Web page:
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Choosing The Right Head Studs

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Import performance engines produce more power per cylinder than ever. On the street or track, it’s common for these engines to have four to six times the original horsepower. There are now four-cylinder engines with over 1,500 horsepower and six-cylinder engines with over 2,500. Power levels magnify an engine’s design flaws. The weakest links are the factory connecting rods and pistons. Therefore, most tuners upgrade these components during engine build. The engine’s head fasteners are sometimes overlooked, resulting in a leaking head gasket. You have to question the sanity of any engine builder who uses factory head bolts on a high-performance engine. Quality aftermarket head fasteners in various alloys can seal any application. To help you choose the right head fastener, we’ll discuss cylinder-head sealing factors and head fastener science.

Head Gaskets

Head gaskets and head fasteners hold the top of the engine to the bottom. Certain engine designs are better at maintaining a head gasket seal than others. The number of head fasteners per cylinder, the diameter of head fasteners, and the quality of head fastener material all affect how much power can be produced before the head lifts and the gasket seal is compromised. All other factors being equal, engines with five fasteners around each cylinder are less prone to head gasket failure. Engines with 12mm fasteners seal better than those with 11mm or 10mm fasteners. The fastener material quality is also crucial.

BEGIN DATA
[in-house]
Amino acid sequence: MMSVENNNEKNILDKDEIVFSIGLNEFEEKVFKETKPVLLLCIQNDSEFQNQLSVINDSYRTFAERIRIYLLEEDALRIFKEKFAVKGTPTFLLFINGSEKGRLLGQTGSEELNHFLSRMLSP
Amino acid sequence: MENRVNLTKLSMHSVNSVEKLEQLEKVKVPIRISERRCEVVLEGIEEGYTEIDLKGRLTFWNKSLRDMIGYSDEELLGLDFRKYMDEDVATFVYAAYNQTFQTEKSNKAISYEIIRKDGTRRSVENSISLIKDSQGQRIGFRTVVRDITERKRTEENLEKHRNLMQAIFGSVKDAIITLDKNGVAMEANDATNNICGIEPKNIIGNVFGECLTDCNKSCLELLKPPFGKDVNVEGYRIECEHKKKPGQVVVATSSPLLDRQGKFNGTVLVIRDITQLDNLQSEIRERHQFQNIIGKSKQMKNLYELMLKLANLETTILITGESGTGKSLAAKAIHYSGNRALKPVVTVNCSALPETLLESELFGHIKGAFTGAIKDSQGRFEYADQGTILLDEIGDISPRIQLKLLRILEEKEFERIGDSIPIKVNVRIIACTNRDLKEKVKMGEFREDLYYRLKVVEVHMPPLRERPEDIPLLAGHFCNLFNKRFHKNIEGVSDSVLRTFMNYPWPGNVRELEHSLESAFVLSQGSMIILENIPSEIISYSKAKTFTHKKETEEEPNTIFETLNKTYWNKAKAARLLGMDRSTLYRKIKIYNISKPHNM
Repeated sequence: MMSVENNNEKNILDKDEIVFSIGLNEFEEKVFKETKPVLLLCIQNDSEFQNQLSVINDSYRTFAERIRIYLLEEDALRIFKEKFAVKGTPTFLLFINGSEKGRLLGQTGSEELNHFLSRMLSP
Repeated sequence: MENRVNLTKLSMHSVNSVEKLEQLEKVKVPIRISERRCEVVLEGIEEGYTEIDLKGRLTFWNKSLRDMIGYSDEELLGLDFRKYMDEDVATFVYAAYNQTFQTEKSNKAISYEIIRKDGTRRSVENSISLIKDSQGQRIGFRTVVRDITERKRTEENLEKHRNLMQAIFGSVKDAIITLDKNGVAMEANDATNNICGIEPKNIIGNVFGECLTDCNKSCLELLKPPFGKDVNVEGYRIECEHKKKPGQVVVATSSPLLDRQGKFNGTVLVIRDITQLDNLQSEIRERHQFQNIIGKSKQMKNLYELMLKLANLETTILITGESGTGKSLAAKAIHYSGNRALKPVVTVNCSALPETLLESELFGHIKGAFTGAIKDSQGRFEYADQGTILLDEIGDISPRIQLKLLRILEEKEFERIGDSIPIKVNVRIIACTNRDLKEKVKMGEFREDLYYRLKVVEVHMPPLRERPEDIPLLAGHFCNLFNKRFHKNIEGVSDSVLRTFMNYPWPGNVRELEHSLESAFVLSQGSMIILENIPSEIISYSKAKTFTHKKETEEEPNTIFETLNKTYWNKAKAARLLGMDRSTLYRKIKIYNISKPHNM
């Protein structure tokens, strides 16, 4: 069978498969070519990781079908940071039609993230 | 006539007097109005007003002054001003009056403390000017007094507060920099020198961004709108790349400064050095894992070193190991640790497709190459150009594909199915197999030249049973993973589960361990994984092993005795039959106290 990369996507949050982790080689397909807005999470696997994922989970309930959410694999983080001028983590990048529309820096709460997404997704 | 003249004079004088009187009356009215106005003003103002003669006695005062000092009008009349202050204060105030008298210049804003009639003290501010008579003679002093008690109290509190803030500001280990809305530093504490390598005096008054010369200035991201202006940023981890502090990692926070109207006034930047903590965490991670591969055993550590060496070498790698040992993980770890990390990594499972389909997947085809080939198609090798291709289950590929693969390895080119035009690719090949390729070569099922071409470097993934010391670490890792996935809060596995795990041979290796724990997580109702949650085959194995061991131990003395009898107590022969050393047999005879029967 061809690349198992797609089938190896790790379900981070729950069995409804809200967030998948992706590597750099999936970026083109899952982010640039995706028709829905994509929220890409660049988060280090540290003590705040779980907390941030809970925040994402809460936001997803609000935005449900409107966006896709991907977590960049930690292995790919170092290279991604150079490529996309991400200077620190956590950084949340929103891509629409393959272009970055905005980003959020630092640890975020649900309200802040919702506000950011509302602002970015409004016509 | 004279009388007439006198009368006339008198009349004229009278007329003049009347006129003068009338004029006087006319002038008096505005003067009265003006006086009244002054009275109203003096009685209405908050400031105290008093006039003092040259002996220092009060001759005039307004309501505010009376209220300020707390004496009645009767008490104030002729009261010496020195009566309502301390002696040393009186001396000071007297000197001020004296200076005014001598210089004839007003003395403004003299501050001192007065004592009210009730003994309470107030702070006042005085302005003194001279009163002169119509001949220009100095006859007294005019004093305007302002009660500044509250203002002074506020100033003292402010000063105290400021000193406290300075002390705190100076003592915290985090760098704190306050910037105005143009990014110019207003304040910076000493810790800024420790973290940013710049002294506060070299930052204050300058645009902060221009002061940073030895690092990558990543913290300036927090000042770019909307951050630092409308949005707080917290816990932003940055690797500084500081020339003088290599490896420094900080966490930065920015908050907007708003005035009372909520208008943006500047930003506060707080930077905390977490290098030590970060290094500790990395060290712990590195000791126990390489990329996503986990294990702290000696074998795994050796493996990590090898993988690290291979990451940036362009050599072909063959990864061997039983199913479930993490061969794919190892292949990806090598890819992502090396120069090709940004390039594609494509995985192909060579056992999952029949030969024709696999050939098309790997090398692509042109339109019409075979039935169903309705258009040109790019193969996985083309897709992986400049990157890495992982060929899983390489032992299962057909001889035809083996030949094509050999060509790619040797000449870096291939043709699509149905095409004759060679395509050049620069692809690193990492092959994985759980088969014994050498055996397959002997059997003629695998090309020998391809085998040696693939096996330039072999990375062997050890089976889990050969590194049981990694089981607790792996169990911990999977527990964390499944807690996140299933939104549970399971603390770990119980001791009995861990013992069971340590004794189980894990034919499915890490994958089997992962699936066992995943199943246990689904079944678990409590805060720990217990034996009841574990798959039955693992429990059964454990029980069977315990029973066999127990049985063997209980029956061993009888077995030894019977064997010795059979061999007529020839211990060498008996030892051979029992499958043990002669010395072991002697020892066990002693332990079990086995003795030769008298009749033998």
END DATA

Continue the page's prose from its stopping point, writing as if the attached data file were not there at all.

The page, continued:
Better Or Bigger?

For most high-performance builds where engine torque is doubled, ARP 8740- or ARP2000-alloy head bolts or head studs will do. If you want to increase the torque output further, you may need to increase the size or material of the fasteners (or possibly employ a combination of both strategies). A 12mm stud has 10% less clamping force than a 1/2-inch stud. A higher-strength alloy can be torqued for more clamping force. An ARP 2000-alloy fastener has a 10% higher clamping force than the ARP 8740 alloy. ARP can produce custom head fasteners from L19-alloy or CA625+ if more clamping force is needed. The L19 or CA625+ alloy fastener increases clamping force by 35-40% over the 8740 alloys or 20% over the ARP 2000 alloy.


Off-the-shelf CA625+ or custom L19 head fasteners cost three to six times as much as standard ARP 8740 or ARP2000 fasteners. If your engine block isn’t going to the machine shop, larger head fasteners may not be practical. As nearly every enthusiast is on a budget, you must be realistic when choosing high-performance head fasteners. Always supply the same head studs, head gasket, and torque specs used for engine assembly to the machine shop honing the cylinders to ensure round cylinders.

Bolts vs. Studs

Do you buy head studs or head bolts? In the past, the answer was, “Use studs whenever possible and bolts when you can’t remove the cylinder head(s) with studs.” When a stud can’t be removed from the cylinder block, the cylinder head must be lifted for the entire length of the stud. On some apps, this can be an issue. ARP now makes head studs that can be easily removed with the head still on the block.

The higher cylinder pressures, the more clamping force Barra head studs need. The larger diameter or better alloy fasteners can deliver more clamp load to maintain the head gasket and block compression seal. Since engine torque output is directly related to cylinder pressure, increasing engine torque will require improved head fasteners. Not all engines are the same; thicker block and head decks reduce clamp load.

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